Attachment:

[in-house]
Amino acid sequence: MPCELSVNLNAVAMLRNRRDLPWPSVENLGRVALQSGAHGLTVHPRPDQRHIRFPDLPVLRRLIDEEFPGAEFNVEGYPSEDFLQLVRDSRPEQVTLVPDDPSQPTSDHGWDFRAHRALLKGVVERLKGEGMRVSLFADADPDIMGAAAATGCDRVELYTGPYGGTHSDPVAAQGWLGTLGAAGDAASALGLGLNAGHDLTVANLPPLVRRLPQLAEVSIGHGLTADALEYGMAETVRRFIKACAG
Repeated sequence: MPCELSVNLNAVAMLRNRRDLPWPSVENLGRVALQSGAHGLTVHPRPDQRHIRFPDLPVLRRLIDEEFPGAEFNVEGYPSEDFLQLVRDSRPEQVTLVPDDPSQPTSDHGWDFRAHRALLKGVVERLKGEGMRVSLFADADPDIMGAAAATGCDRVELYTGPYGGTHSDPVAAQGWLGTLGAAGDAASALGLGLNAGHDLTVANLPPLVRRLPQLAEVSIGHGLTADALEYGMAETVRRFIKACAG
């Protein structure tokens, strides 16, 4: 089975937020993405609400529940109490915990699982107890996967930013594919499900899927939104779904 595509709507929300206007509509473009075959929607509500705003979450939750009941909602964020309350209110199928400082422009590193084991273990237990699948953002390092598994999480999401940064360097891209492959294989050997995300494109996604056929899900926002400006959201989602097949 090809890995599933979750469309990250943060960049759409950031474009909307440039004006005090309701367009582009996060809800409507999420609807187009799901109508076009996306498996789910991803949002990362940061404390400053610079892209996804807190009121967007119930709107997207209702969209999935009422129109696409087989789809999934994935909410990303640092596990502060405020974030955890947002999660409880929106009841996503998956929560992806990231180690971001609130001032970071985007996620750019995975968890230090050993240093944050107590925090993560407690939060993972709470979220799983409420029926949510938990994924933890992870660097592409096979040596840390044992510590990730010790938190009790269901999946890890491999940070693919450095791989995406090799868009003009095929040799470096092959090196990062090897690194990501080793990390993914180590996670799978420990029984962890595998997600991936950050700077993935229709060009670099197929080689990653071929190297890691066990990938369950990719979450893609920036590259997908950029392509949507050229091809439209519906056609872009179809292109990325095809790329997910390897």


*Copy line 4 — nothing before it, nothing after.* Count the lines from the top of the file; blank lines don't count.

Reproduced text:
């Protein structure tokens, strides 16, 4: 089975937020993405609400529940109490915990699982107890996967930013594919499900899927939104779904 595509709507929300206007509509473009075959929607509500705003979450939750009941909602964020309350209110199928400082422009590193084991273990237990699948953002390092598994999480999401940064360097891209492959294989050997995300494109996604056929899900926002400006959201989602097949 090809890995599933979750469309990250943060960049759409950031474009909307440039004006005090309701367009582009996060809800409507999420609807187009799901109508076009996306498996789910991803949002990362940061404390400053610079892209996804807190009121967007119930709107997207209702969209999935009422129109696409087989789809999934994935909410990303640092596990502060405020974030955890947002999660409880929106009841996503998956929560992806990231180690971001609130001032970071985007996620750019995975968890230090050993240093944050107590925090993560407690939060993972709470979220799983409420029926949510938990994924933890992870660097592409096979040596840390044992510590990730010790938190009790269901999946890890491999940070693919450095791989995406090799868009003009095929040799470096092959090196990062090897690194990501080793990390993914180590996670799978420990029984962890595998997600991936950050700077993935229709060009670099197929080689990653071929190297890691066990990938369950990719979450893609920036590259997908950029392509949507050229091809439209519906056609872009179809292109990325095809790329997910390897």